Human epidermal growth factor receptor 2 (HER2)-positive breast cancer is an aggressive type of breast cancer with an inferior prognosis. Trastuzumab, a human monoclonal anti-HER2 antibody, was the first targeted agent for this breast cancer subtype. However, de novo and acquired trastuzumab resistance does occur, resulting in the need for other HER2-directed therapies. One approach has been the use of antibody drug conjugates (ADCs), which are cytotoxic drugs connected by chemical linkers to monoclonal antibodies that are specific for a tumor-associated antigen. This results in the preferential delivery of a drug to cancer cells while minimizing exposure to normal tissues. Ado-trastuzumab emtansine (T-DM1) is a novel ADC that consists of trastuzumab bound via a thioether linker to the cytotoxic agent, DM1, a highly potent antimitotic drug. Currently, T-DM1 is approved for patients with HER2-positive metastatic breast cancer who have previously received trastuzumab and a taxane, progressed on their most recent treatment in the locally advanced or metastatic setting, or are within 6 months of adjuvant trastuzumab for early-stage disease. It is currently being investigated in the neoadjuvant and adjuvant settings. This article provides a concise review of the clinical development, use, safety, and pharmacokinetics of T-DM1, as well as future research directions of T-DM1 in the field of HER2-directed therapies.
Human epidermal growth factor receptor 2 (HER2)-positive disease accounts for 20% to 25% of breast cancers, as represented by amplification of the HER2 gene and/or HER2 protein overexpression. This breast cancer subtype has an aggressive clinical course and inferior outcome.1,2
Trastuzumab is a humanized monoclonal anti-HER2 antibody that binds to the extracellular domain of HER2 and has significantly improved outcomes for patients with both early-stage and metastatic HER2-positive disease.3-5
Despite these significant advances, both de novo and acquired trastuzumab resistance occurs. Approximately 15% of women develop metastatic breast cancer (MBC) despite trastuzumab-based adjuvant therapy.6
This has led to the development of other HER2-directed therapies. Lapatinib, a potent small molecule dual tyrosine kinase inhibitor of HER2 and epidermal growth factor receptor (EGFR), was approved by the FDA in 2007 either in combination with capecitabine or trastuzumab for patients with HER2-positive MBC following disease progression on trastuzumab.7-10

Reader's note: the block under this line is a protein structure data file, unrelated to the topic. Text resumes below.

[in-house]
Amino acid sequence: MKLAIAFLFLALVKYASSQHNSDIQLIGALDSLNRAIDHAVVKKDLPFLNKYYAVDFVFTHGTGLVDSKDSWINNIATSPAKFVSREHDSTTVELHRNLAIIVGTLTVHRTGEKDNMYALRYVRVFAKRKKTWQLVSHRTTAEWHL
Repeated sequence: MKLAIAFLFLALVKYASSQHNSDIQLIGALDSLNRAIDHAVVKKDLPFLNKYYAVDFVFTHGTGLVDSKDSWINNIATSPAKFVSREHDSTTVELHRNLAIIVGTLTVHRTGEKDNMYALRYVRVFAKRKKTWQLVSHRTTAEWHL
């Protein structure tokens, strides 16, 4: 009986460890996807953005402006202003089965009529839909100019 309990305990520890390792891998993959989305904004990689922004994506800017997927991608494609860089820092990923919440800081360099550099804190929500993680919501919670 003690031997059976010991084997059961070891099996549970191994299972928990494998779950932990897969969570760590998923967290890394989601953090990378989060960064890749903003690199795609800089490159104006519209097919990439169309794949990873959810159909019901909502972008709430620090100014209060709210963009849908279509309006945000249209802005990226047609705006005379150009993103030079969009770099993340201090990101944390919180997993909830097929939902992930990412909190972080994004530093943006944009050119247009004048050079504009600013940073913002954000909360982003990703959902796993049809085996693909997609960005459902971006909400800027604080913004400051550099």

In 2012, pertuzumab, a monoclonal antibody that binds subdomain II of the HER2 extracellular domain and blocks HER2 dimerization and signaling, was approved in combination with trastuzumab and docetaxel in the first-line setting for HER2-positive MBC (Figure
Most recently, the FDA provided accelerated drug approval for dual HER2 blockade in the neoadjuvant setting using pertuzumab and trastuzumab in combination with chemotherapy.13,14
Figure. Mechanisms of Action of HER2-Directed Agents for Breast Cancer
Human epidermal growth factor (EGF) receptors HER1, HER2, HER3, and HER4 are receptor tyrosine kinases that are involved in the signal transduction pathways that lead to cell survival and differentiation. Each of these receptors consists of three components: an extracellular binding domain, a transmembrane lipophilic segment, and a functional intracellular tyrosine kinase domain (with the exception of HER3). When a ligand of an EGF receptor binds to the extracellular binding domain, the tyrosine kinase domains are activated by both homodimerization and heterodimerization. The HER2 receptor is an orphan receptor and does not require the binding of a ligand for activation. HER2 is also the preferential dimerization partner of other members of the EGF family, and dimerization can be induced by receptor overexpression and mutation. Homo- and heterodimerization of the HER family leads to phosphorylation of the tyrosine kinase domain and activation of downstream signaling pathway, including the PI3K-AKT-mTOR and the RAF-MEK-MAPK pathways. Downstream effects include survival, proliferation, and increased vascular endothelial growth factor (VEGF). Anti-HER2 strategies include: (A) Trastuzumab is a monoclonal antibody that binds to the extracellular domain IV of the HER2 receptor. (B) Lapatinib is a dual tyrosine kinase inhibitor against HER2 and EGFR (HER1). (C) Pertuzumab is a monoclonal antibody that binds to extracellular domain II of HER2 and inhibits the dimerization of HER2 with other HER family receptors, especially HER3. The HER2-HER3 heterodimer is a strong activator of signaling through the PI3K-AKT-mTOR pathway. (D) T-DM1 is a novel antibody-drug conjugate of trastuzumab and DM1, a derivative of maytansine and a highly potent antimitotic drug. The drug binds to the extracellular domain of HER2, allowing for the selective delivery of DM-1 to HER2-overexpressing cells.
One novel approach in the development of new HER2-targeted therapies has been the development of HER2-directed antibody-drug conjugates (ADCs).
ADCs are cytotoxic drugs that are connected by chemical linkers to monoclonal antibodies specific for a tumor-associated antigen. ADCs are designed to preferentially deliver a cytotoxic drug to cancer cells while minimizing exposure to normal tissues, thus improving the therapeutic index.
The use of ADCs in oncology first began with the development of gemtuzumab ozogamicin, an anti-CD33 antibody linked to the cytotoxic antibiotic, calicheamicin, for CD33-positive acute myelogenous leukemia (AML).
Subsequently, brentuximab vedotin, a CD30-specific ADC, was developed and is approved for use in Hodgkin lymphoma and anaplastic large cell lymphoma.